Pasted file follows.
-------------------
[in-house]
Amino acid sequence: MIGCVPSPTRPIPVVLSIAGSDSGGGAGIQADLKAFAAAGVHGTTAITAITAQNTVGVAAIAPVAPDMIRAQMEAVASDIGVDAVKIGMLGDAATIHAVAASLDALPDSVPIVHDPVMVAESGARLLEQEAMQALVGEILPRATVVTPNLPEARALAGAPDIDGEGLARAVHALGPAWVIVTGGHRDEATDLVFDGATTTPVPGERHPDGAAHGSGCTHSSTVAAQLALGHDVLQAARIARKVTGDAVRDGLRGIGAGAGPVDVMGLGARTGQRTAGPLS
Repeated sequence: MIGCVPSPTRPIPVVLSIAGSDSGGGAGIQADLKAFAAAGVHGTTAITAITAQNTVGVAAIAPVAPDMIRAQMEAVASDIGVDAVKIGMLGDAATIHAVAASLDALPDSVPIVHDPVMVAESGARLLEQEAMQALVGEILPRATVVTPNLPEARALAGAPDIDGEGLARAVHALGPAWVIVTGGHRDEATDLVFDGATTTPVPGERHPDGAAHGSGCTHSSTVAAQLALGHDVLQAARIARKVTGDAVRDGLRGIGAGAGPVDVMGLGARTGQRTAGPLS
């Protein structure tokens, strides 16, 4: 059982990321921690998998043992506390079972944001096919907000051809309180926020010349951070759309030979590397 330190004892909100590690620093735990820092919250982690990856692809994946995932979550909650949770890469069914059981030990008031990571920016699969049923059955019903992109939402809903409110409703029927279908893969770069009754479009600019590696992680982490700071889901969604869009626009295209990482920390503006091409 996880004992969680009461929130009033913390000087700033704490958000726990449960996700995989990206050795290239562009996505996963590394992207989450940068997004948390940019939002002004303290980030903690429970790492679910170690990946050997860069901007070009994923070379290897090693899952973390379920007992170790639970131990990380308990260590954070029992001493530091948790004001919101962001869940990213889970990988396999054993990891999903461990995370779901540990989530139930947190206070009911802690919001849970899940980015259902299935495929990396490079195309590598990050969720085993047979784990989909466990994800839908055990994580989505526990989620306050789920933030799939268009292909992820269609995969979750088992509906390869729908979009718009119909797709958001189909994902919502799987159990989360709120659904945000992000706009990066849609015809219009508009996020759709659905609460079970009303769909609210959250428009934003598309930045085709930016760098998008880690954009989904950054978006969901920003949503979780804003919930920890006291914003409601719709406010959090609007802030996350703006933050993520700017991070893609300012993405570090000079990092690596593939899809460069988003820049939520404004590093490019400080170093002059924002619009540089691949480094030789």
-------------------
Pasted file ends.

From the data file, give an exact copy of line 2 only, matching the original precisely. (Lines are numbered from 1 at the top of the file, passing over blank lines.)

Amino acid sequence: MIGCVPSPTRPIPVVLSIAGSDSGGGAGIQADLKAFAAAGVHGTTAITAITAQNTVGVAAIAPVAPDMIRAQMEAVASDIGVDAVKIGMLGDAATIHAVAASLDALPDSVPIVHDPVMVAESGARLLEQEAMQALVGEILPRATVVTPNLPEARALAGAPDIDGEGLARAVHALGPAWVIVTGGHRDEATDLVFDGATTTPVPGERHPDGAAHGSGCTHSSTVAAQLALGHDVLQAARIARKVTGDAVRDGLRGIGAGAGPVDVMGLGARTGQRTAGPLS